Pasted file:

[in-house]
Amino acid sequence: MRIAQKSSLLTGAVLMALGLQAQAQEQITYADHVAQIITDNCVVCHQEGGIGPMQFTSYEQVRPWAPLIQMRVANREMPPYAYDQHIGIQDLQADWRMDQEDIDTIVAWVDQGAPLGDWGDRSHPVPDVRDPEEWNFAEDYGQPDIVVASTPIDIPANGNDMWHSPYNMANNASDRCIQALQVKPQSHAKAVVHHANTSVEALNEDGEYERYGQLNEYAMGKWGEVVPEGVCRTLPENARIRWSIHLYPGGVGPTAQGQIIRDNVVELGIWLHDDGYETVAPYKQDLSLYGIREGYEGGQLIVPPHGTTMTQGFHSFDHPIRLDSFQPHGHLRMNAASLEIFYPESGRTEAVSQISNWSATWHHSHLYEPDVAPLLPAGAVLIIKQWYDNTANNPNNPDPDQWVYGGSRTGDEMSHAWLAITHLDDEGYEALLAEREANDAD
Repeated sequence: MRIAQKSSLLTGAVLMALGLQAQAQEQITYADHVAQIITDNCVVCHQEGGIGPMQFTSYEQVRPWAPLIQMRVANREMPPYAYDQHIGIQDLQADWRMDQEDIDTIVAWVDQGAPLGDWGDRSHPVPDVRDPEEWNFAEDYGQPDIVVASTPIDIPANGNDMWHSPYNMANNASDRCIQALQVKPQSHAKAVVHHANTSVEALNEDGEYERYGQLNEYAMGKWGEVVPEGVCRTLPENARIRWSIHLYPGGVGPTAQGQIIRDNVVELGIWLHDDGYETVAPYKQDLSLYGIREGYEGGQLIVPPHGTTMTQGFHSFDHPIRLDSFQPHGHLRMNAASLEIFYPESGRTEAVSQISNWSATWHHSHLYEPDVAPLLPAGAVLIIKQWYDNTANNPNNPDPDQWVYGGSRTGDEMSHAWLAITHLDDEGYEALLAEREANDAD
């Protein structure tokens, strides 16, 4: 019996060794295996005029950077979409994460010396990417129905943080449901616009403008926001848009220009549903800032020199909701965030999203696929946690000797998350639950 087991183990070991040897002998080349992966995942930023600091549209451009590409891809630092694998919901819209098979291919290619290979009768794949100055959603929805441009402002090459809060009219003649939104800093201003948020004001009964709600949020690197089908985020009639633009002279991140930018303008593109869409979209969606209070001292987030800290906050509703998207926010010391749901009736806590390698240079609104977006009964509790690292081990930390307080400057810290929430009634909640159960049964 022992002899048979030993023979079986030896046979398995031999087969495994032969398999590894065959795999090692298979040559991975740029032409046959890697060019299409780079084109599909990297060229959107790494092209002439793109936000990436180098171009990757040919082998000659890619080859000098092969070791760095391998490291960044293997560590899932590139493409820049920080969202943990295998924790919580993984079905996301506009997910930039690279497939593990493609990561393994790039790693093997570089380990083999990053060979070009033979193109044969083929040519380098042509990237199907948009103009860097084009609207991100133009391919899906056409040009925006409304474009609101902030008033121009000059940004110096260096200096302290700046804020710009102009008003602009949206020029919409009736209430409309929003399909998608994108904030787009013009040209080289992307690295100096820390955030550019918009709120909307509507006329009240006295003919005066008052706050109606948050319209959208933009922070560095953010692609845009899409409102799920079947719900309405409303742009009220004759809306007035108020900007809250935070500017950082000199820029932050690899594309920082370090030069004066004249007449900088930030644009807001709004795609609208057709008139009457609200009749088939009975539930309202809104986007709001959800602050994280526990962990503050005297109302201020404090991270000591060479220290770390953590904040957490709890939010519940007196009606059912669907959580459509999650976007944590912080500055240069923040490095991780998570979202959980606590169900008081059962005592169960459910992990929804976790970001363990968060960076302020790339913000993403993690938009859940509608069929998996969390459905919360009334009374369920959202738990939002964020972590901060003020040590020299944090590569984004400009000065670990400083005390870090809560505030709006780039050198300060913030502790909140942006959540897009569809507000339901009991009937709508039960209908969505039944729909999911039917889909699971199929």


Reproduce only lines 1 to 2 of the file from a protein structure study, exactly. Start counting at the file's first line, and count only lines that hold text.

[in-house]
Amino acid sequence: MRIAQKSSLLTGAVLMALGLQAQAQEQITYADHVAQIITDNCVVCHQEGGIGPMQFTSYEQVRPWAPLIQMRVANREMPPYAYDQHIGIQDLQADWRMDQEDIDTIVAWVDQGAPLGDWGDRSHPVPDVRDPEEWNFAEDYGQPDIVVASTPIDIPANGNDMWHSPYNMANNASDRCIQALQVKPQSHAKAVVHHANTSVEALNEDGEYERYGQLNEYAMGKWGEVVPEGVCRTLPENARIRWSIHLYPGGVGPTAQGQIIRDNVVELGIWLHDDGYETVAPYKQDLSLYGIREGYEGGQLIVPPHGTTMTQGFHSFDHPIRLDSFQPHGHLRMNAASLEIFYPESGRTEAVSQISNWSATWHHSHLYEPDVAPLLPAGAVLIIKQWYDNTANNPNNPDPDQWVYGGSRTGDEMSHAWLAITHLDDEGYEALLAEREANDAD